US 'Facebook killer' takes own life after brief chaseTue, 18 Apr, 2017
| Posted By: The Times Of Earth (TOE)
"This is something that should not have been shared around the world, period. Our kids, although they should not have seen this, I'm sure a lot have. They need to take this as a lesson," said Cleveland police chief Calvin Williams (AFP Photo/Angelo M
A US hunt for the gunman accused of murdering a grandfather and posting the crime on Facebook ended Tuesday with the suspect killing himself after a brief pursuit with police in Pennsylvania.
Steve Stephens, 37, thought to have been mentally unstable, had been on the run after allegedly shooting dead 74-year-old Robert Godwin Sr on Easter Sunday, seemingly at random in broad daylight in Cleveland, Ohio.
The murder and a video later posted to Facebook sparked outrage across the world and renewed scrutiny of the growing number of grisly videos being posted on social media.
Facebook has since removed the footage, and chief executive Mark Zuckerberg acknowledged Tuesday that the world's largest social network had a role to play in stemming the worrisome trend.
"There is a lot of work to do here," he told a developers' conference. "And we will keep doing all we can to prevent tragedies like this from happening."
Authorities in Cleveland have urged a nationwide debate on the issue of violence posted to social media, and to find answers to the plague of gun crime rocking America.
The manhunt ended when police received a tip off shortly after 11:00 am (1500 GMT) that Stephens was sitting in a white Ford Fusion vehicle in a McDonald's parking lot near Erie Pennsylvania, just over the border from Ohio.
"There was a short pursuit in which the vehicle was stopped. As the officers approached that vehicle, Steve Stephens took his own life," Cleveland police chief Calvin Williams said.
Stephens, who had been described as armed and dangerous, had been on the FBI's Most Wanted list with authorities offering up to $50,000 in rewards for information leading to his arrest.
According to a timeline of events pieced together by police and Facebook, Stephens posted a video on Sunday afternoon saying he intended to kill, and followed up two minutes later with video of Godwin's shooting.
In a third video 11 minutes later, streamed live from Stephens's car, he said he intended to kill others.
Police currently believe that Godwin is the only known victim.
Stephens's mother told CNN she called him after learning about the video, and he had told her he was shooting people because he was "mad with his girlfriend."
The incident was the latest in a string of disturbing crimes captured on Facebook video, including the alleged gang rape of a 15-year-old girl, two fatal shootings, and the kidnapping and torture of a disabled 18-year-old man.
"I think everybody has learned from this," said Williams.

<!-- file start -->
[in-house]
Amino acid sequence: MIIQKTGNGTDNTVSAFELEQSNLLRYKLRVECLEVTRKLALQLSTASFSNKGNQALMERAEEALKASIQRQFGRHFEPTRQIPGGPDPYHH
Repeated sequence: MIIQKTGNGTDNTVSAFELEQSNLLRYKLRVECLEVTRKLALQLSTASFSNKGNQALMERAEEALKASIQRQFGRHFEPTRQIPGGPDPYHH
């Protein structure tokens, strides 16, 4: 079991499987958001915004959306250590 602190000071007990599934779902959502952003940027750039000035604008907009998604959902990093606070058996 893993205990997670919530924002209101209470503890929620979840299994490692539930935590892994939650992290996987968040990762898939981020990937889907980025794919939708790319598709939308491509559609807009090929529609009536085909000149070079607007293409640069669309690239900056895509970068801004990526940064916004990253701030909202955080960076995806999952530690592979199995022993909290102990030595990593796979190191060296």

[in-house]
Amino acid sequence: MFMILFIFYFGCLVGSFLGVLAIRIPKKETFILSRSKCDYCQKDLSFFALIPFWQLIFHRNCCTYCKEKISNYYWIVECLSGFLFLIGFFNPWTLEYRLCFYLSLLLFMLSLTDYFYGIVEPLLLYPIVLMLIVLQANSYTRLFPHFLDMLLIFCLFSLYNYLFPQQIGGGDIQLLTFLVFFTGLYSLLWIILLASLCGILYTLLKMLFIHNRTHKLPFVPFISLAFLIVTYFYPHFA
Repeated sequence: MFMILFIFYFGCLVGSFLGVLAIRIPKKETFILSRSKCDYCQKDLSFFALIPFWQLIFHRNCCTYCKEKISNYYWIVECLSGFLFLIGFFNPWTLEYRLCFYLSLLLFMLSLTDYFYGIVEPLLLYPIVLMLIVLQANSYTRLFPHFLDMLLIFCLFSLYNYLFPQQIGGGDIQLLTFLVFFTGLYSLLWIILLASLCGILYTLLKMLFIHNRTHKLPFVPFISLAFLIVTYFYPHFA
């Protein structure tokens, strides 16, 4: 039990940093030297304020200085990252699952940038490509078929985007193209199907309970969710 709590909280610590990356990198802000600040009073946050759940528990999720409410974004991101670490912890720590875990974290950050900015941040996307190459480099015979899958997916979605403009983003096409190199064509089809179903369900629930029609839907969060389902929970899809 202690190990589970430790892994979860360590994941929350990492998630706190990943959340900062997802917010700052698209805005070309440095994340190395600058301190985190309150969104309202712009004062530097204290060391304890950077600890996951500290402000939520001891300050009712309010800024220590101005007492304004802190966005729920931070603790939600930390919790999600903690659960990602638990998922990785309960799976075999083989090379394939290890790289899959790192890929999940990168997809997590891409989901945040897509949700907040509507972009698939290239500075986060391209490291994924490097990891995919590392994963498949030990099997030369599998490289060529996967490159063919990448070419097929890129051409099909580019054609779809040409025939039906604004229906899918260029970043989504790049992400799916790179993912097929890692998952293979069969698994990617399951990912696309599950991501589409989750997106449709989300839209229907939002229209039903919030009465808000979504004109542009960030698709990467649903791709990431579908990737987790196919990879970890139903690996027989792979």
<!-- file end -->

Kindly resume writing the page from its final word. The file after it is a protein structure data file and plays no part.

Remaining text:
"This is something that should not have been shared around the world, period. Our kids, although they should not have seen this, I'm sure a lot have. They need to take this as a lesson. We can't do this in this country. We just can't."
Facebook took down Stephens's videos and disabled his account about two hours after he first started uploading.
Justin Osofsky, vice president of global operations for the social media giant, acknowledged in a company blog post, that the delay was too long.
"As a result of this terrible series of events, we are reviewing our reporting flows to be sure people can report videos and other material that violates our standards as easily and quickly as possible," he said.
More than 400 tips had poured in before the suspect was spotted in Pennsylvania.
Police expressed regret that Stephens had taken his own life.
"There might be people out there in similar situations and we could find out why he did what he did," said Williams.
"If you're feeling, you know, not quite right and if there are things going on in your life that you need assistance with, you need to reach out and call somebody. And we'll get you that help," he added.
Members of Godwin's family had offered Stephens their forgiveness.
"I don't want that man to die, I want him brought to justice," one of his sons, Robby Miller, told CNN.
"This particular incident received a lot of attention and rightfully so," Cleveland Mayor Frank Jackson told reporters.
"We cannot resolve this underlying issue of violence particularly gun violence if we do not function and operate and have the same compassion and commitment that we've shown here," Jackson said.
It was not immediately clear how long Stephens had been in Erie, an area of remote woodland, farms and barns. Police initially searched the area on Sunday.
Stephens worked for a behavioral health agency serving children through mental health services, foster care and adoption, at-risk youth and other programs.